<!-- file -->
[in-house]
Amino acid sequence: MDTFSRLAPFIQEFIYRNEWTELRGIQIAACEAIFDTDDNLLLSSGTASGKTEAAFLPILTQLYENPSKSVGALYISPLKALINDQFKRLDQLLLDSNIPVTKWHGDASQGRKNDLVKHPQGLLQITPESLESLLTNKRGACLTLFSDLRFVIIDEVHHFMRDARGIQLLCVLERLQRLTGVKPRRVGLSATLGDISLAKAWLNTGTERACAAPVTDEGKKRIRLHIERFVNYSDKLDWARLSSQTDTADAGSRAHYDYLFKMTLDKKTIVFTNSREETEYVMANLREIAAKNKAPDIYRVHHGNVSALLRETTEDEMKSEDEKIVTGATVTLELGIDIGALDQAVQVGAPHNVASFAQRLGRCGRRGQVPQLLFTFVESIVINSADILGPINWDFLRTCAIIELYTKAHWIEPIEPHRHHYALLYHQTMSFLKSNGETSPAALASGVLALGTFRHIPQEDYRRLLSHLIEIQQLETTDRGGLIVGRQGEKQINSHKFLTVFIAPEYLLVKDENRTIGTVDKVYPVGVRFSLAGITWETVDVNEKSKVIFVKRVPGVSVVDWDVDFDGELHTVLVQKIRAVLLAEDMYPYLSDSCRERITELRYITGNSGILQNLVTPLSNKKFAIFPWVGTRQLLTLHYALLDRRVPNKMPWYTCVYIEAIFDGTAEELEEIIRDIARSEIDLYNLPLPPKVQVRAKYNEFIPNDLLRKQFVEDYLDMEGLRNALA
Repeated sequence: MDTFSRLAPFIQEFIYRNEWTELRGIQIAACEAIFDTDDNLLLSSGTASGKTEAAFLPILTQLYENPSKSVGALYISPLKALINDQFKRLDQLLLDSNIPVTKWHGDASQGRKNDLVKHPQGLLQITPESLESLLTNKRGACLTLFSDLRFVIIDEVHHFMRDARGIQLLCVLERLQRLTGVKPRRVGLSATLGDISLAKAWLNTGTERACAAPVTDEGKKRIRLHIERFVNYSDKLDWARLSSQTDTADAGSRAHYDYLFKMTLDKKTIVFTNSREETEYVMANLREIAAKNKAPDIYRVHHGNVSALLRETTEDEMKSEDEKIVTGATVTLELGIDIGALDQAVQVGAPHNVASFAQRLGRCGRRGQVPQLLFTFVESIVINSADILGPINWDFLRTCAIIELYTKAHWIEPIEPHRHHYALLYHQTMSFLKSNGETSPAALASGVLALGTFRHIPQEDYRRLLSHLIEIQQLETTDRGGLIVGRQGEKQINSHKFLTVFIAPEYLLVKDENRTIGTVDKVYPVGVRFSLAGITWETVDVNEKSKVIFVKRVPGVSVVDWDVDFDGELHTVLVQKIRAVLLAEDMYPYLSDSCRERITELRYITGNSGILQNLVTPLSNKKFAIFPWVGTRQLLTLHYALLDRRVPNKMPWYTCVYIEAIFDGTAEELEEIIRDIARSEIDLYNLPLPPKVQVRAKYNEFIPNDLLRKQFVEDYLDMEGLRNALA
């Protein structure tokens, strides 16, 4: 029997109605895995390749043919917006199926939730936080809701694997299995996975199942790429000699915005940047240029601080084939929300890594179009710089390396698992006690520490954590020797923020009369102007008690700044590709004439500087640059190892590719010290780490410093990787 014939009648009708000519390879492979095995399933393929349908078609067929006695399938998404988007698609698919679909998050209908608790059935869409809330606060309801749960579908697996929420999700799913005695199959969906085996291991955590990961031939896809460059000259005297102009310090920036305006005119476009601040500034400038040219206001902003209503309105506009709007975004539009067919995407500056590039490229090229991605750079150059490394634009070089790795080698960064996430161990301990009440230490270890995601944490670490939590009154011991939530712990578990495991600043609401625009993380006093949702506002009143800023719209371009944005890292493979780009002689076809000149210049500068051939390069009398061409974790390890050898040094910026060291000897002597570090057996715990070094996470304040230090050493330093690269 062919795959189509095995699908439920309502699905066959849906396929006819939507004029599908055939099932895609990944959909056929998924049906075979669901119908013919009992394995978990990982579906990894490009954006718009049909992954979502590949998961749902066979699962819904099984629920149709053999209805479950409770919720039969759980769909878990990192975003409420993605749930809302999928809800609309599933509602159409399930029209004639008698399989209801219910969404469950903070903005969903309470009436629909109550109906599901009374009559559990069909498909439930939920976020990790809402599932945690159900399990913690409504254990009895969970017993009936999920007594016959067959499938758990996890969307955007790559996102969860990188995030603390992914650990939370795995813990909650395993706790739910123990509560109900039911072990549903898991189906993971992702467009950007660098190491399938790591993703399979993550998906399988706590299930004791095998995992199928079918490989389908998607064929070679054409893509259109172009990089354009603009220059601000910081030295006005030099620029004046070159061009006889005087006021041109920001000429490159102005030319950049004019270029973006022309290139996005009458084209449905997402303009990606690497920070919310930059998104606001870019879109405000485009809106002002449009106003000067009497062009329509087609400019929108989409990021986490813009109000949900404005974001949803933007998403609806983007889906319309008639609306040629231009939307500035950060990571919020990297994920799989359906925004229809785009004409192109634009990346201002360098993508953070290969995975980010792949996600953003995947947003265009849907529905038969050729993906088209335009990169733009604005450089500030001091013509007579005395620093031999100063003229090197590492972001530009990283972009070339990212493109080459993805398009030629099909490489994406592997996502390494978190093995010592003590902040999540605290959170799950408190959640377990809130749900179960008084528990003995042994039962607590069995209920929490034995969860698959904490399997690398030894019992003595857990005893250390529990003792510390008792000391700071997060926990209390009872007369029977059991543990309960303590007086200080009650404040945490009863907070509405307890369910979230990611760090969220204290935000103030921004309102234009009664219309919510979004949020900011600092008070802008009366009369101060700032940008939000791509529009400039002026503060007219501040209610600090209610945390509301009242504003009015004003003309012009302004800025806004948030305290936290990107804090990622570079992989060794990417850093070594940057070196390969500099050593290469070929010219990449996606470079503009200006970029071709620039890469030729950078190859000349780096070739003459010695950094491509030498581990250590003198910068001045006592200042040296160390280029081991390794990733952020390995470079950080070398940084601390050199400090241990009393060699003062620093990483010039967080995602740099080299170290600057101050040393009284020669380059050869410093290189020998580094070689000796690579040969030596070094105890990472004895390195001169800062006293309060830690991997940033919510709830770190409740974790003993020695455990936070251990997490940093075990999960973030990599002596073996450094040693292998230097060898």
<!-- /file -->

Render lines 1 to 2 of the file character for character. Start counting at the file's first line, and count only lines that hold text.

[in-house]
Amino acid sequence: MDTFSRLAPFIQEFIYRNEWTELRGIQIAACEAIFDTDDNLLLSSGTASGKTEAAFLPILTQLYENPSKSVGALYISPLKALINDQFKRLDQLLLDSNIPVTKWHGDASQGRKNDLVKHPQGLLQITPESLESLLTNKRGACLTLFSDLRFVIIDEVHHFMRDARGIQLLCVLERLQRLTGVKPRRVGLSATLGDISLAKAWLNTGTERACAAPVTDEGKKRIRLHIERFVNYSDKLDWARLSSQTDTADAGSRAHYDYLFKMTLDKKTIVFTNSREETEYVMANLREIAAKNKAPDIYRVHHGNVSALLRETTEDEMKSEDEKIVTGATVTLELGIDIGALDQAVQVGAPHNVASFAQRLGRCGRRGQVPQLLFTFVESIVINSADILGPINWDFLRTCAIIELYTKAHWIEPIEPHRHHYALLYHQTMSFLKSNGETSPAALASGVLALGTFRHIPQEDYRRLLSHLIEIQQLETTDRGGLIVGRQGEKQINSHKFLTVFIAPEYLLVKDENRTIGTVDKVYPVGVRFSLAGITWETVDVNEKSKVIFVKRVPGVSVVDWDVDFDGELHTVLVQKIRAVLLAEDMYPYLSDSCRERITELRYITGNSGILQNLVTPLSNKKFAIFPWVGTRQLLTLHYALLDRRVPNKMPWYTCVYIEAIFDGTAEELEEIIRDIARSEIDLYNLPLPPKVQVRAKYNEFIPNDLLRKQFVEDYLDMEGLRNALA